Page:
Over recent decades there have been various influences on health services for people with an intellectual disability (PWID). Chief of these has been the move from institutional care – where annual check-ups by medical officers were common practice – to community care, delivered by general practitioners (GPs) and community disability teams (CIDTs); also known as community learning disability teams.
There has also been a dramatically increased life expectancy, especially for those with more severe intellectual disability. Between 2001 and 2021, the population of PWID aged over 60 is expected to increase by 36%. It can be expected that increasingly complex physical health problems will be seen, related to having an intellectual disability and being elderly.
Finally, there is better understanding of physical health problems in this group, as genetic research and epidemiological surveys have increased clinicians’ knowledge; they have also increased patients’ and carers’ expectations of better management of health problems.
People with an intellectual disability are some of the most vulnerable members of our society and are often dependent on others for their support. Generally, they are of low socioeconomic status, with only 17% in paid work; have poor coping strategies; and are often excluded from society as 5% are without family or friends. Moreover, 23% experience physical and 47% verbal abuse. These factors coupled, with difficulties in communicating needs and accessing resources, have led to significant health inequalities.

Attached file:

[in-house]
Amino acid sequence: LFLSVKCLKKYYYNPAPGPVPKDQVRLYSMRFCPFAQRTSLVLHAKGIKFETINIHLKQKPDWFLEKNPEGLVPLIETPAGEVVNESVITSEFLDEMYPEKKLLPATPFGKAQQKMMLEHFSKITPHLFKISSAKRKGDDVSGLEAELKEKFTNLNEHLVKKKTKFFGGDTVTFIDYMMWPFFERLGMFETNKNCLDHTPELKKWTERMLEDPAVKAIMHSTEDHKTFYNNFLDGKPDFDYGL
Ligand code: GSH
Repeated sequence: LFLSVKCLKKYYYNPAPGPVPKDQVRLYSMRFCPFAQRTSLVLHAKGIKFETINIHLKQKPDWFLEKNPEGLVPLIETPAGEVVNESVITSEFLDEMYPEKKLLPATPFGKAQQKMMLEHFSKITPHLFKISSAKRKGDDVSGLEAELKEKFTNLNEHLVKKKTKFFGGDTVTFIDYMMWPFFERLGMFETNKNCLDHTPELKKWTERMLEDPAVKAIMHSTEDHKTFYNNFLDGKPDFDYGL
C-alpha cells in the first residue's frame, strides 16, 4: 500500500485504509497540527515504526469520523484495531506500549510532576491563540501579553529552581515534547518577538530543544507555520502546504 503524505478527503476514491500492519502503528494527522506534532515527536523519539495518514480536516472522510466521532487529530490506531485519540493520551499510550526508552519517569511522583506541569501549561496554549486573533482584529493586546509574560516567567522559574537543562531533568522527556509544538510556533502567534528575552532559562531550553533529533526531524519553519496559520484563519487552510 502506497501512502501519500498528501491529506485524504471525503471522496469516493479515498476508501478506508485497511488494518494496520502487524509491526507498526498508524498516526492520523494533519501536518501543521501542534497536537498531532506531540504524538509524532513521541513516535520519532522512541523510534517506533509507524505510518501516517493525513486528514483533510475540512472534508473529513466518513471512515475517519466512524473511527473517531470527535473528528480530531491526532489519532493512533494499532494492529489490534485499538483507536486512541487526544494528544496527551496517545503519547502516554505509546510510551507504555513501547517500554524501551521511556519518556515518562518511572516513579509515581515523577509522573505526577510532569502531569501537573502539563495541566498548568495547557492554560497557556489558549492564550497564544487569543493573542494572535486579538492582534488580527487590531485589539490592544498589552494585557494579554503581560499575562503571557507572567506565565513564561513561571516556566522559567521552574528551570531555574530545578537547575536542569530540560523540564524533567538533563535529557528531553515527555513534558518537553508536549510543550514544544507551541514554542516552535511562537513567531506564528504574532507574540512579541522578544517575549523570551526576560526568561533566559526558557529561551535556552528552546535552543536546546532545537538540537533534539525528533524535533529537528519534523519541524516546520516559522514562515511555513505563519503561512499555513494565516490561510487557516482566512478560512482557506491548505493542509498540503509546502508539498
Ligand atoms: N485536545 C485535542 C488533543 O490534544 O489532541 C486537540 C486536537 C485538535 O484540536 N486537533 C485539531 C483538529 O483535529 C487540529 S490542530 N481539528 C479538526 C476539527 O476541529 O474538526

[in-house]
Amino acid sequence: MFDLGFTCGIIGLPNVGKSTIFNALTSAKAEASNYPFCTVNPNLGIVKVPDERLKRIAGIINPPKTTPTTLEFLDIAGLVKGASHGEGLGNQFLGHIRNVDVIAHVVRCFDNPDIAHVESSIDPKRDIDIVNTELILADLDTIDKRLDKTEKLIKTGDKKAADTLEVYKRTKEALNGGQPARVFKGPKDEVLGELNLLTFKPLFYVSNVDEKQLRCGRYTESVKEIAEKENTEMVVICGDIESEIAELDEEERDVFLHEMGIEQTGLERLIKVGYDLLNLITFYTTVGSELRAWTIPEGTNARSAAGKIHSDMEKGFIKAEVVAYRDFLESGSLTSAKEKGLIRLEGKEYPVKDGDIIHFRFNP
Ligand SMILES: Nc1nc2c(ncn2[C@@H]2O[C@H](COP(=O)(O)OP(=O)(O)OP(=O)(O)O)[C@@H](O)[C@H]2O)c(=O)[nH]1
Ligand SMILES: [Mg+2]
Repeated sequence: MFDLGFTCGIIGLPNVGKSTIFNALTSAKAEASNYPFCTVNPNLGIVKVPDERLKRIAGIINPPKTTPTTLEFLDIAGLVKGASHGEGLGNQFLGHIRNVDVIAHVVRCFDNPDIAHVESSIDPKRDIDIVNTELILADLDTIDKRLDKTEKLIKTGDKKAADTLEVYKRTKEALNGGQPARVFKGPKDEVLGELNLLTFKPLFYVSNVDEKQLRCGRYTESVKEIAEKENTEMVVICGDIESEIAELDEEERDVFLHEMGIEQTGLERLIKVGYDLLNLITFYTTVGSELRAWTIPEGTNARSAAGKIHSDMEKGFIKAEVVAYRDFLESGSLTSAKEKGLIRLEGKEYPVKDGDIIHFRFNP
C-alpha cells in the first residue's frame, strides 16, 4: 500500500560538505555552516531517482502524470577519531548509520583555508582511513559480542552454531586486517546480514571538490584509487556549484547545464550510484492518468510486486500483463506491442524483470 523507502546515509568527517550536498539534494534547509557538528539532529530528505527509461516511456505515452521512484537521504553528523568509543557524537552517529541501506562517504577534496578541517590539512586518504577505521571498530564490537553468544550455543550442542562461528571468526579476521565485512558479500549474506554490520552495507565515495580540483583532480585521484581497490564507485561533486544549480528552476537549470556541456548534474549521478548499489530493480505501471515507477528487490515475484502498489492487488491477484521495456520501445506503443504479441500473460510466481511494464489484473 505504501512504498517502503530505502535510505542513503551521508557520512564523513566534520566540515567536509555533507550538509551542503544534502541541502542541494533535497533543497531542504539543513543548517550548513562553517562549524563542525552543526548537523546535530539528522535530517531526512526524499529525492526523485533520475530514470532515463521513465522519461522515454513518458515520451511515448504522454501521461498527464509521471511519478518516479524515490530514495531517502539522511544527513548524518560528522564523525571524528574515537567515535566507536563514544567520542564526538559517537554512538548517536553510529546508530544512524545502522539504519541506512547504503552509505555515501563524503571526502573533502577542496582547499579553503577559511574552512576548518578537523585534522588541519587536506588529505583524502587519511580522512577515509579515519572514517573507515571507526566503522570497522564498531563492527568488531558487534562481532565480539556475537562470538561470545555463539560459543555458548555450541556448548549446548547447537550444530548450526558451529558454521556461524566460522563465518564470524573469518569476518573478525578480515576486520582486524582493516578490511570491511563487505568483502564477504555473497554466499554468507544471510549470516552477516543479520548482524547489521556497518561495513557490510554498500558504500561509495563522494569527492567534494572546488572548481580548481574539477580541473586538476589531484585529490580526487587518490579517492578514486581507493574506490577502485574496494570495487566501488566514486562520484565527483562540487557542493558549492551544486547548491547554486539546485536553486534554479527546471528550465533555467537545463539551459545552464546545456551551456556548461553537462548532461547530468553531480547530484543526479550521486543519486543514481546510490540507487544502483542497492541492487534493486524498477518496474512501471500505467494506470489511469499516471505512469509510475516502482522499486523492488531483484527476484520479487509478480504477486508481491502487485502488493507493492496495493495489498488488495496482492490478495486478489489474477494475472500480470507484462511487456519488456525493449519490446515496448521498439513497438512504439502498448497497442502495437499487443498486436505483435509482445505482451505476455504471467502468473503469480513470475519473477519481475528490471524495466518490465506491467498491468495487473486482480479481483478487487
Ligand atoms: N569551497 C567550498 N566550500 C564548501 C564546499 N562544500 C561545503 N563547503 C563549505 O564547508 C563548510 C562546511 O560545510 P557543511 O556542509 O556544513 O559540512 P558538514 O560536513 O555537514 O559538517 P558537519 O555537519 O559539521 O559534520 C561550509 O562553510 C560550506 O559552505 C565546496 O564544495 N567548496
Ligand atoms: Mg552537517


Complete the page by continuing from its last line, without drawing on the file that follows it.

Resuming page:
People with intellectual disability are 58 times more likely to die before the age of 50 than the rest of the population4 and overall mortality rates are 3 times higher for people with moderate to severe intellectual disability; they also have higher rates of preventable deaths. There are a number of factors, discussed below, that might contribute to this, including the possibility of clinicians missing physical health problems because they dismiss behaviours that could be communicating illness or pain as solely due to the intellectual disability (‘diagnostic overshadowing’). In some cases there may also be therapeutic negativism or nihilism, with clinicians pursuing neither investigations nor vigorous treatment, for a variety of reasons (Box 27.1).